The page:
The Sharp Edge of Silence by Cameron Kelly Rosenblum

The Sharp Edge of Silence

I picked up The Sharp Edge of Silence because of the main plot—a rape at a private high school. As my debut novel, Lipstick Covered Magnet, tackled rape, acceptance, and healing, I knew this book would be for me.

The novel follows three narrators: Q(Quinn), Charlotte, and Max. They each hold a vital piece to the puzzle and offer varying perspectives on the culture (and secret organization) of Lycroft Phelps. As someone who has struggled with sexual harassment and assault, Q's journey and rage sat with me in a way only I believe a fellow victim can understand. Q's story was raw, painful, and honest about living with trauma, and I believe Rosenblum did a phenomenal job conveying the struggles of living through sexual assault and how—until you've healed—your body no longer feels like yours.

While Q's narrative was compelling and important, Charlotte's and Max's felt bloated. I enjoyed their commentary on jock culture and the secretive nature of Slycroft but ultimately felt their sections lagged and only offered something of real importance near the latter quarter of the novel. I also didn't need 20+ pages of Max rowing with the crew. After a while, I began glazing over those scenes.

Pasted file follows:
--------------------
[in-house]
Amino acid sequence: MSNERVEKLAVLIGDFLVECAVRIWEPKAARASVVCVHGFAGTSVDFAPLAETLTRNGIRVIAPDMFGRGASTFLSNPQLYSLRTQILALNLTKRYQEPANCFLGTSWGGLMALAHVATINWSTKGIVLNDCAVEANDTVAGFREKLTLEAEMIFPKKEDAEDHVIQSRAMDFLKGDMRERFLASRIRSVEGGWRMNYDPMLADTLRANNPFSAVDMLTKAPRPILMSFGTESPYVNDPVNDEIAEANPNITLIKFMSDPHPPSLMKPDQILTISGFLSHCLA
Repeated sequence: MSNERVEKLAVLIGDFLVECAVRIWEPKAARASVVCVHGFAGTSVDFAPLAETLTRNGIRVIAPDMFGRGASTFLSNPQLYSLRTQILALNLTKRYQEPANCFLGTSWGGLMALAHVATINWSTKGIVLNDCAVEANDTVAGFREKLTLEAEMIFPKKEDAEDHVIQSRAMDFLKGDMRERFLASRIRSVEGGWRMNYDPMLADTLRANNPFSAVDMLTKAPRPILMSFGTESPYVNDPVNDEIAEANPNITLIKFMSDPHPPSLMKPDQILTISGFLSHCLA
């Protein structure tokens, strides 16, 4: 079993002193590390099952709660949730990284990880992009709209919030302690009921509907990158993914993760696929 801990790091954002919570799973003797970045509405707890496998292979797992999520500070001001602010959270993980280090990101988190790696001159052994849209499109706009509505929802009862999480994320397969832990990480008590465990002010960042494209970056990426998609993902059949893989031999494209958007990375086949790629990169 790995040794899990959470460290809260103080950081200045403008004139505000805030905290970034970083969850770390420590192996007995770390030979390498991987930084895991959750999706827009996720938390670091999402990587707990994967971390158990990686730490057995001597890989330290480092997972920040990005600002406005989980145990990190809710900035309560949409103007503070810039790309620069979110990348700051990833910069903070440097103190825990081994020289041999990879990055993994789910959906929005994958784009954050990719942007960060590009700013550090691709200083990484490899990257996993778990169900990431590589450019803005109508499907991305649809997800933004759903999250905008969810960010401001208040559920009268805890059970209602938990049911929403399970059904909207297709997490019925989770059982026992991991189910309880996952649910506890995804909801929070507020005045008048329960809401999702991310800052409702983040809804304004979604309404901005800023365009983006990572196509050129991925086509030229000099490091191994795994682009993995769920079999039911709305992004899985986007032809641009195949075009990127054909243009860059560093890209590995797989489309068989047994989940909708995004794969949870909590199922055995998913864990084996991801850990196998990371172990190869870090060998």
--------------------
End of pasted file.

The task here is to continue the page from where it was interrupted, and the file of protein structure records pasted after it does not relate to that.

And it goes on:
Overall, I loved Q's plot—from depression to rage to eventual acceptance and healing. I just felt it would have been more poignant and rich without so much commentary from Charlotte and Max.

I recommend this novel to anyone interested in YA novels that tackle sexual assault, healing past traumas, or toxic sexual expectations.

*Thanks to NetGalley and Quill Tree Books for the ARC.*

Mayflies by Andrew O'Hagan

Courtesy of Faber

Mayflies offers a nostalgic look at friendship and the memories we hold onto well into adulthood.

Though I enjoyed the setting of the first half of the novel and felt the dynamic between friends was realistic, I ultimately found I didn’t feel an emotional pull toward anyone — especially Tully. As the book centers around Tully specifically, this meant I didn’t care much about the latter half of the novel and was mostly waiting for compelling character arcs that never came. It seemed that, apart from what little was offered in the first half of the book, I knew nothing about Tully and found myself waiting for the book to reach its conclusion.

Overall, I thought the prose was fun and the setting interesting. I just didn’t care about the characters because they weren’t fleshed out enough.